I’m sorry… for feeling not good enough/for not standing up to you when I knew you were doing wrong/that we couldn’t solve our problems or work out our differences/that you felt you couldn’t talk to me
Please forgive me… for not removing myself from this situation earlier/for tolerating your behaviour/for giving up on fixing the problems I knew were there but didn’t know what to do about anymore/for not seeing the reality of the situation
Thank you… for releasing me to a better place/for giving me the opportunity to be stronger/for the good times we had/for any good things you did do
You might go through this process once and feel better, you might turn it into a little ritual, writing it down on a piece of paper, burning it and then letting the ashes drift away with the wind, or you might have to repeat the process if you’re finding yourself resisting it.
If you are resisting, certain thoughts will probably try to dominate your brain space… things like whether the other person even cares that they’ve done you wrong, why they wronged you, how they could treat you so badly, if they feel guilty or whether they’ll ever attempt to make good for it. It’s tempting obsess over the possible answers, but the truth is, you’ll probably never really know, and in the end, it doesn’t matter. Those questions are your wrongdoers weight to carry, they don’t have to be yours. Long after you’ve found your way to forgive and let go, chances are that they’ll still be lugging them around in one way or another, whether they know it or not.
One of the biggest things to understand about forgiveness and learning to let shit go is that doing so doesn’t absolve the other person of their actions, it frees you from them. It doesn’t mean you forget what that person did. It doesn’t mean you have to invite them back into your life and be their friend, you can still set very firm boundaries with them if you do have to remain in contact with them. What it does mean is that you accept the reality of the situation, find the lessons you can pull from it and release yourself from it so it can’t hold you down anymore.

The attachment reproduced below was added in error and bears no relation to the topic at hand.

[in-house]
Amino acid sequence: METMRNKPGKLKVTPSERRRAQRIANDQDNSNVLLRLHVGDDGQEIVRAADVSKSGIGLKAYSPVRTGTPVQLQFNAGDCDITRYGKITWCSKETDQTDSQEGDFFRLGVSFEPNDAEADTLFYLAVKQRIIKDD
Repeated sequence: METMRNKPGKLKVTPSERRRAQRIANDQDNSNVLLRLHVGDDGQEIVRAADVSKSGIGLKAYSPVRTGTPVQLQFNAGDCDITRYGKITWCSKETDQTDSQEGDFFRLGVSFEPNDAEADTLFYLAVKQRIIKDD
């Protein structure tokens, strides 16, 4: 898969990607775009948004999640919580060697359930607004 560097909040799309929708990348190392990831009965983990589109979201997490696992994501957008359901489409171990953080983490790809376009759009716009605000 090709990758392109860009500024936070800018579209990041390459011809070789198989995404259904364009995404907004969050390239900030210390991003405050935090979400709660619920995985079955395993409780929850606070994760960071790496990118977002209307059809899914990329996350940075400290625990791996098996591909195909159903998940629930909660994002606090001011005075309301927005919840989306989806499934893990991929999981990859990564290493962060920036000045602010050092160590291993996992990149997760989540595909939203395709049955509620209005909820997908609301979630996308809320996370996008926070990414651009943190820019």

About the author
Naomi is the editor of Lift e-Magazine and single mum to two year old Jim. Naomi documented her journey of single motherhood from day 1 in her award winning daily blog ‘365 Days, a Diary of a Newly Single Mum’. When she’s not experimenting with new cookie recipes or planning her next trekking, climbing or snowboarding adventure, you can find her at her desk in the picturesque city of Hobart, Tasmania, Australia, weaving together solo mum stories… whether it be handy tips, triumphs, tragedies, exotic tales of travel or other tidbits to publish here. And before you ask, no, she doesn’t mind the freezing cold Tasmanian winters and yes, she had her second head removed years ago in an unfortunate accident involving a curtain rod and a drunk moose (and no, she’s not interested in hearing from anyone who doesn’t believe that drunk mooses exist in Tasmania… or those who may suppose that ‘mooses’ is not really a word).